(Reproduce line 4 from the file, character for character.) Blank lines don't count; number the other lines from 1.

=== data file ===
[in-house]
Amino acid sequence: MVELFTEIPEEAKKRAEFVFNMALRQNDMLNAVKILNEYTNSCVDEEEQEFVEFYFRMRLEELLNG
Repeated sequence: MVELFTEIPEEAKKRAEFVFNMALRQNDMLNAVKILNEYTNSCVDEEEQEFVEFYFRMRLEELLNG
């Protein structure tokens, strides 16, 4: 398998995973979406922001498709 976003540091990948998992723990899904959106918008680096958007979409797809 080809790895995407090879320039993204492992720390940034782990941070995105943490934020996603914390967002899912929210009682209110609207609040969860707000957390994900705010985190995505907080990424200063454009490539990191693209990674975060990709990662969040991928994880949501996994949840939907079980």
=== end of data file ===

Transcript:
């Protein structure tokens, strides 16, 4: 398998995973979406922001498709 976003540091990948998992723990899904959106918008680096958007979409797809 080809790895995407090879320039993204492992720390940034782990941070995105943490934020996603914390967002899912929210009682209110609207609040969860707000957390994900705010985190995505907080990424200063454009490539990191693209990674975060990709990662969040991928994880949501996994949840939907079980």